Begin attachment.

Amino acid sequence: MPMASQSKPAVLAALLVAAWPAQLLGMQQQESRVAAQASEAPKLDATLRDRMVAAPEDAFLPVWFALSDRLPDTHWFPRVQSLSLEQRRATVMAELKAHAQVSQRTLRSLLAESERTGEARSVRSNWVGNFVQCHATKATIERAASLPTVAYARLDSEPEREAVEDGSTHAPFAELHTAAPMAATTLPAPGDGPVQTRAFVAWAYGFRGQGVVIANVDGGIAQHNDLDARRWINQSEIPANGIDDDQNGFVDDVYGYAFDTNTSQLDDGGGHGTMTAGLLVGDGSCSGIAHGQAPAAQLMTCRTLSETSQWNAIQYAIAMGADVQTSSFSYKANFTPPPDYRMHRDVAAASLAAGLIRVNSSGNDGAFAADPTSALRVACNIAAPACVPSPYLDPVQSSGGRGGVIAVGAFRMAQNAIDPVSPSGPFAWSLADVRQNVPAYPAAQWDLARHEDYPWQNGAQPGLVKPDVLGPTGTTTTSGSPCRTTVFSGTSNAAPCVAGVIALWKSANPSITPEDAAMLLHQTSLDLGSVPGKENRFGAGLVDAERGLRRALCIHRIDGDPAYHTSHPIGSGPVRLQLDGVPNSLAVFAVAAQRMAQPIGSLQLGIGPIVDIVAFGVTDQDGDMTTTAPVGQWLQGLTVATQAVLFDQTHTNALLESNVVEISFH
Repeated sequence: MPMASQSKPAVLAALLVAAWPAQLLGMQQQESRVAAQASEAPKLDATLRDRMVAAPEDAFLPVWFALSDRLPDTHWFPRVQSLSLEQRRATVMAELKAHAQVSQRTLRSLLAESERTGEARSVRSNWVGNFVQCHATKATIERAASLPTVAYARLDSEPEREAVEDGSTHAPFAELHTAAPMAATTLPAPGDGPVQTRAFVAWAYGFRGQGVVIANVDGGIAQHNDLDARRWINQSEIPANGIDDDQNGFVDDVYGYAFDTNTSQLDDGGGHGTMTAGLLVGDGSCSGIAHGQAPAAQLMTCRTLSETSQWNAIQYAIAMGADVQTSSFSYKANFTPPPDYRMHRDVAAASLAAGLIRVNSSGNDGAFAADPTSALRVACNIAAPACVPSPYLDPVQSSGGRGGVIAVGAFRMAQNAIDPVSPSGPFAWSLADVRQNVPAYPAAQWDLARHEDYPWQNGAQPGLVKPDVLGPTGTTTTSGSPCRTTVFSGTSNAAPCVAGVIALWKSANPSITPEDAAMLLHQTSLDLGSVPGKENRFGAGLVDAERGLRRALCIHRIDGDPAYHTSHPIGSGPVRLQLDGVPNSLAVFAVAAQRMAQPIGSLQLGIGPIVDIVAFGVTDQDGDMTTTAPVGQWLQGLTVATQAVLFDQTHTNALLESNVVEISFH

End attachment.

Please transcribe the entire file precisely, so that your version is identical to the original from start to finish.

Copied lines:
Amino acid sequence: MPMASQSKPAVLAALLVAAWPAQLLGMQQQESRVAAQASEAPKLDATLRDRMVAAPEDAFLPVWFALSDRLPDTHWFPRVQSLSLEQRRATVMAELKAHAQVSQRTLRSLLAESERTGEARSVRSNWVGNFVQCHATKATIERAASLPTVAYARLDSEPEREAVEDGSTHAPFAELHTAAPMAATTLPAPGDGPVQTRAFVAWAYGFRGQGVVIANVDGGIAQHNDLDARRWINQSEIPANGIDDDQNGFVDDVYGYAFDTNTSQLDDGGGHGTMTAGLLVGDGSCSGIAHGQAPAAQLMTCRTLSETSQWNAIQYAIAMGADVQTSSFSYKANFTPPPDYRMHRDVAAASLAAGLIRVNSSGNDGAFAADPTSALRVACNIAAPACVPSPYLDPVQSSGGRGGVIAVGAFRMAQNAIDPVSPSGPFAWSLADVRQNVPAYPAAQWDLARHEDYPWQNGAQPGLVKPDVLGPTGTTTTSGSPCRTTVFSGTSNAAPCVAGVIALWKSANPSITPEDAAMLLHQTSLDLGSVPGKENRFGAGLVDAERGLRRALCIHRIDGDPAYHTSHPIGSGPVRLQLDGVPNSLAVFAVAAQRMAQPIGSLQLGIGPIVDIVAFGVTDQDGDMTTTAPVGQWLQGLTVATQAVLFDQTHTNALLESNVVEISFH
Repeated sequence: MPMASQSKPAVLAALLVAAWPAQLLGMQQQESRVAAQASEAPKLDATLRDRMVAAPEDAFLPVWFALSDRLPDTHWFPRVQSLSLEQRRATVMAELKAHAQVSQRTLRSLLAESERTGEARSVRSNWVGNFVQCHATKATIERAASLPTVAYARLDSEPEREAVEDGSTHAPFAELHTAAPMAATTLPAPGDGPVQTRAFVAWAYGFRGQGVVIANVDGGIAQHNDLDARRWINQSEIPANGIDDDQNGFVDDVYGYAFDTNTSQLDDGGGHGTMTAGLLVGDGSCSGIAHGQAPAAQLMTCRTLSETSQWNAIQYAIAMGADVQTSSFSYKANFTPPPDYRMHRDVAAASLAAGLIRVNSSGNDGAFAADPTSALRVACNIAAPACVPSPYLDPVQSSGGRGGVIAVGAFRMAQNAIDPVSPSGPFAWSLADVRQNVPAYPAAQWDLARHEDYPWQNGAQPGLVKPDVLGPTGTTTTSGSPCRTTVFSGTSNAAPCVAGVIALWKSANPSITPEDAAMLLHQTSLDLGSVPGKENRFGAGLVDAERGLRRALCIHRIDGDPAYHTSHPIGSGPVRLQLDGVPNSLAVFAVAAQRMAQPIGSLQLGIGPIVDIVAFGVTDQDGDMTTTAPVGQWLQGLTVATQAVLFDQTHTNALLESNVVEISFH